We’ve had a right old chat with James Ainsworth. James is the Global Head of Content at iManage. If you ever wanted to build a global content marketing engine, James is the go-to expert! So of course, we had to get him on the pod. We talk about everything from strategy, process, t-shirt sizing to content kpis.
Throughout our discussion, James shares invaluable insights on content framing for different audiences, the significance of feedback and the art of incorporating AI in a manner that truly enhances the experience. We’ve compiled his biggest takeaways from the episode, let’s get into it.
Takeaway #1: Humans will always have a role
Of course we had to talk about AI with James. He mentioned that there are different audiences and areas of concern when using AI-generated content. James will never publish something that is entirely created with generative AI, but he does believe in incorporating AI responsibly whilst still recognising that us humans still have a role, who else is going to add that human touch?
What was fascinating to learn was the willingness of content leaders like James to learn incorporate AI into their organisations, but not at the expense of content quality. If it can improve a process, save time or provide other benefits – that’s great! Ultimately though, an experienced writer or editor in his team, will always have the final say.
Takeaway #2: Content strategy and process is vital
With the benefit of experience, James talks us through transitioning from agency work to an in-house role brings the challenge of managing input from various stakeholders. It’s important to manage expectations and engage the appropriate individuals at the right times for each content deliverable.
James prioritises content strategy and organises his team around strategy, production and distribution. He emphasises the importance of strategy in guiding production and considering the bigger picture of content beyond tactical approaches. He uses Asana as a customised project management tool to collect detailed requirements, helping his team with faster delivery. It’s great as well because you can use the tool as a reference for past work and analysis.
To estimate effort, he uses t-shirt sizing (more commonly used by developers). A simple approach that everyone understands, as well as helping manage expectations and meet requirements from marketing, customer success and people ops teams. This comprehensive approach ensures a well-coordinated content strategy, efficient production and effective expectation management for stakeholders.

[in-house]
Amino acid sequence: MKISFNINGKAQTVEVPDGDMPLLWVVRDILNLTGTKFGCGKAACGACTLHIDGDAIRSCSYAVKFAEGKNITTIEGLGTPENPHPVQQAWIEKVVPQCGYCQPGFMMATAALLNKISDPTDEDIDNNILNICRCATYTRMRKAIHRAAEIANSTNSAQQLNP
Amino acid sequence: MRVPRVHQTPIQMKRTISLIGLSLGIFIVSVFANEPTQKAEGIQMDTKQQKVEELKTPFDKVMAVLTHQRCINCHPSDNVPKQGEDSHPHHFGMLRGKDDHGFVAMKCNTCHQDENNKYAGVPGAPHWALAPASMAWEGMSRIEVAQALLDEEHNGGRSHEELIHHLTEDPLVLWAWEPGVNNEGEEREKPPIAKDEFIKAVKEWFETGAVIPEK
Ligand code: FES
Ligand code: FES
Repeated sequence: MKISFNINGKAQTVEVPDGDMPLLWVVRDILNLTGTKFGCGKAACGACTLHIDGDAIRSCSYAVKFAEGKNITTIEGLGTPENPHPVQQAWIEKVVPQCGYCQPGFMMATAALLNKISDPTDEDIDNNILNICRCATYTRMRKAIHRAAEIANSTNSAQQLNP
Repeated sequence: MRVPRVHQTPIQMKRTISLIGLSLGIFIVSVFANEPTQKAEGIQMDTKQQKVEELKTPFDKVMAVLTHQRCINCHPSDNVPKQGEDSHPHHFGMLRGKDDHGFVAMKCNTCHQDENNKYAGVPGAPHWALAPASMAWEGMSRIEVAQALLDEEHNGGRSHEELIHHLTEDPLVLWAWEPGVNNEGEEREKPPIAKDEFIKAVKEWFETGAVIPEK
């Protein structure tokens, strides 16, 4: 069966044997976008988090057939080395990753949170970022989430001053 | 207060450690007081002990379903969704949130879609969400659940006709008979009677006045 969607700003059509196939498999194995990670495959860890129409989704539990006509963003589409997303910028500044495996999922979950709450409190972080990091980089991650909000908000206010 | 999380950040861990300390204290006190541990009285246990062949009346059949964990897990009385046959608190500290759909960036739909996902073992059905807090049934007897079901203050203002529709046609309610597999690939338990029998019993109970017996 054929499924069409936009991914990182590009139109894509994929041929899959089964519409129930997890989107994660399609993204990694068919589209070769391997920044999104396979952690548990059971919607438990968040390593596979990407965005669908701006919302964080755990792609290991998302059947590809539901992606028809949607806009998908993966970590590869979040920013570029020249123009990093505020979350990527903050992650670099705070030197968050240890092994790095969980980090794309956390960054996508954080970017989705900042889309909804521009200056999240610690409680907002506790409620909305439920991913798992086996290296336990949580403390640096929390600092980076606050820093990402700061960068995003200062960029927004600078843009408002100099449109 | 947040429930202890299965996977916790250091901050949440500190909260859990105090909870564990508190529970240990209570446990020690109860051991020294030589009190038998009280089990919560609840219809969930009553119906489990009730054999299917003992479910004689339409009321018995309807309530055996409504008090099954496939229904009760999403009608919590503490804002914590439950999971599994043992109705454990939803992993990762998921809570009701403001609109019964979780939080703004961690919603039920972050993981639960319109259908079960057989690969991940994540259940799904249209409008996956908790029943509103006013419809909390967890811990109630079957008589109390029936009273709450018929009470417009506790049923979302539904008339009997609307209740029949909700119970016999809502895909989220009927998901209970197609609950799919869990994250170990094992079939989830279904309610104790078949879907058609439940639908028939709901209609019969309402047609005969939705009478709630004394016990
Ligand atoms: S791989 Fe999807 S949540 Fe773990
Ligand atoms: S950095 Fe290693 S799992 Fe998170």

Takeaway #3: The value of content KPIs
James goes on to talk about what effective content looks like for him and his team. As well as having internal team processes and feedback loops, he talks us through the importance of working with internal operations teams to understand how their content is landing.
At iManage they use content relevancy (CRX data) scoring as well, which is a database of all the keywords, phrases and language their audience uses – an incredible tool to make sure they stay on-brand.
What’s next? Establishing feedback loops. Is the content relevant or useful? iManage are now working with Rockee to understand what users really think of their content. James talks us through the excitement in being able to optimise quicker and ensure their content lands well with their audience
(editor note: one month in – their case studies are killing it with readers!!)
So it’s now time for James’ favourite piece of content (it’s also one of our favourite pieces too!) Of course it’s the Michelin guide to restaurants. The objective was straightforward and ingenious: to encourage increased driving and tire wear among the people of France.
How did they do this? They created the famous Michelin Guide to Restaurants. It offered invaluable resources such as maps, tire repair and replacement information, and a comprehensive directory of restaurants, hotels, mechanics and gas stations along popular French routes. They had created a winner.
While the Michelin guide has evolved over time, its brand and objectives have found resonance in the modern context of raising restaurant profiles. The story of the Michelin Guide exemplifies the triumph of strategic creativity, the power of comprehensive execution and the art of extending a successful concept. Everyone’s aware of the Michelin Guide, it’s a true icon in the content marketing world, that people are forever referencing.
The sausage of death
James shared his ‘Sausage of Death with us’ and it’s a real stinker. Live blogs. They’re often used for events that don’t actually require real-time updates. He’s not a hater of them, James even has a history of live blogging. He once live blogged for 24-hours during a general election. However, since the election resulted in a hung parliament and the live blog had to be extended, he quickly realised that maybe live blogging isn’t the one.
A more recent example of live blogging going south, was for a Lewis Capaldi gig. A live blog was created by James’ local newspaper – where they covered an online ticket queue, but it’s Lewis, so of course the tickets sold out in a matter of minutes. A bit of an anti-climax for the bloggers right? So as expected (or not expected), the live blog ended shortly after. Cool blog bro?
James suggests that it would have been more suitable to cover a physical queue with interactions and interviews. It’s crucial to match the format with the content and objective.
Thank you to James for joining us on the podcast. We’re going to keep talking to guest experts about what truly great content looks like, so keep your eyes and ears peeled.
Let us know your ‘Matt’s Banger’ and ‘Sausage of death’, there’s no wrong answers!
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